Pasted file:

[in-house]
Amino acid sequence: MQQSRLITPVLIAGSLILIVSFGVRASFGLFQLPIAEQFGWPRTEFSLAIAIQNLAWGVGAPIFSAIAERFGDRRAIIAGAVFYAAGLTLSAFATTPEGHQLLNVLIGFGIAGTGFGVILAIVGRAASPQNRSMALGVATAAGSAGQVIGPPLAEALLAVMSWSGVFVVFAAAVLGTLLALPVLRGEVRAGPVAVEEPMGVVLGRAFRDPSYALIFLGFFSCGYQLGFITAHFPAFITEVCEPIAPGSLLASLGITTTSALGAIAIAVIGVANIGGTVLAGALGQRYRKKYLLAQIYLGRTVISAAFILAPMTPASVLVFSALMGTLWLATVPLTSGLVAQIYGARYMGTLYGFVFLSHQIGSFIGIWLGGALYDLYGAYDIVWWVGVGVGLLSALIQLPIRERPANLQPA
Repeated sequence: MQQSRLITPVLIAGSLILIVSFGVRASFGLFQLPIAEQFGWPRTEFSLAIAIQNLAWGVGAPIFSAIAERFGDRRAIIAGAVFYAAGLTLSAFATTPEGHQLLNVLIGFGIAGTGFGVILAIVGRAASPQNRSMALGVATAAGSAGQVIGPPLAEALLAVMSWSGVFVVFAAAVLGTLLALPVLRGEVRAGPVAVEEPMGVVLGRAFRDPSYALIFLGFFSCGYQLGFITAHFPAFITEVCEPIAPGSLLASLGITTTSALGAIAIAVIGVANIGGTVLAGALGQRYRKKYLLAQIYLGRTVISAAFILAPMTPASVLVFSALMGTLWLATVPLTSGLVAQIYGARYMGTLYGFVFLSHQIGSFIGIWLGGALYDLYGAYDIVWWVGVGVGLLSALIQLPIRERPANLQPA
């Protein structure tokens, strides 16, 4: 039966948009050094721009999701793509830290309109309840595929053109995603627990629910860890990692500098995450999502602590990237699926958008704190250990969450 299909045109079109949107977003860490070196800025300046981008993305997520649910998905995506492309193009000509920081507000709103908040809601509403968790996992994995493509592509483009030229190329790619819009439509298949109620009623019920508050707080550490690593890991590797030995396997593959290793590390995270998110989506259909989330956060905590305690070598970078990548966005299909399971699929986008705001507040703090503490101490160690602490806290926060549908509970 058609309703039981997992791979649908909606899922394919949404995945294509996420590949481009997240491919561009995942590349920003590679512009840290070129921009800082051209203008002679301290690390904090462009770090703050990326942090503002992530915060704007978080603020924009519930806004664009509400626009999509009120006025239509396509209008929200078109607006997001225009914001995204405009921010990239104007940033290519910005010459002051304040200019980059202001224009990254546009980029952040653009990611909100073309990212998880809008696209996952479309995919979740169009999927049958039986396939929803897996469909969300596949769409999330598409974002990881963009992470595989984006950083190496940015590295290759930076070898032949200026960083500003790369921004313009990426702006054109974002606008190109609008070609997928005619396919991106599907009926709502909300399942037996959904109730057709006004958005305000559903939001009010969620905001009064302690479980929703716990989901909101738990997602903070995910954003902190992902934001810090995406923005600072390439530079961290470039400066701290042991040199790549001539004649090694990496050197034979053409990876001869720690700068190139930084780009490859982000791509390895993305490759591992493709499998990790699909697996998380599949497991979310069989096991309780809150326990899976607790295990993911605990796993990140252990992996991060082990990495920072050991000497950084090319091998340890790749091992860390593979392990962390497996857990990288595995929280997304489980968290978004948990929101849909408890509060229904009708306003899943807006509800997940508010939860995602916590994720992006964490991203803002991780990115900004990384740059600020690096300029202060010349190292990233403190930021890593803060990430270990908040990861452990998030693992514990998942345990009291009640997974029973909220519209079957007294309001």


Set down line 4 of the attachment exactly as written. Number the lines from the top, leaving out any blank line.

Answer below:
């Protein structure tokens, strides 16, 4: 039966948009050094721009999701793509830290309109309840595929053109995603627990629910860890990692500098995450999502602590990237699926958008704190250990969450 299909045109079109949107977003860490070196800025300046981008993305997520649910998905995506492309193009000509920081507000709103908040809601509403968790996992994995493509592509483009030229190329790619819009439509298949109620009623019920508050707080550490690593890991590797030995396997593959290793590390995270998110989506259909989330956060905590305690070598970078990548966005299909399971699929986008705001507040703090503490101490160690602490806290926060549908509970 058609309703039981997992791979649908909606899922394919949404995945294509996420590949481009997240491919561009995942590349920003590679512009840290070129921009800082051209203008002679301290690390904090462009770090703050990326942090503002992530915060704007978080603020924009519930806004664009509400626009999509009120006025239509396509209008929200078109607006997001225009914001995204405009921010990239104007940033290519910005010459002051304040200019980059202001224009990254546009980029952040653009990611909100073309990212998880809008696209996952479309995919979740169009999927049958039986396939929803897996469909969300596949769409999330598409974002990881963009992470595989984006950083190496940015590295290759930076070898032949200026960083500003790369921004313009990426702006054109974002606008190109609008070609997928005619396919991106599907009926709502909300399942037996959904109730057709006004958005305000559903939001009010969620905001009064302690479980929703716990989901909101738990997602903070995910954003902190992902934001810090995406923005600072390439530079961290470039400066701290042991040199790549001539004649090694990496050197034979053409990876001869720690700068190139930084780009490859982000791509390895993305490759591992493709499998990790699909697996998380599949497991979310069989096991309780809150326990899976607790295990993911605990796993990140252990992996991060082990990495920072050991000497950084090319091998340890790749091992860390593979392990962390497996857990990288595995929280997304489980968290978004948990929101849909408890509060229904009708306003899943807006509800997940508010939860995602916590994720992006964490991203803002991780990115900004990384740059600020690096300029202060010349190292990233403190930021890593803060990430270990908040990861452990998030693992514990998942345990009291009640997974029973909220519209079957007294309001």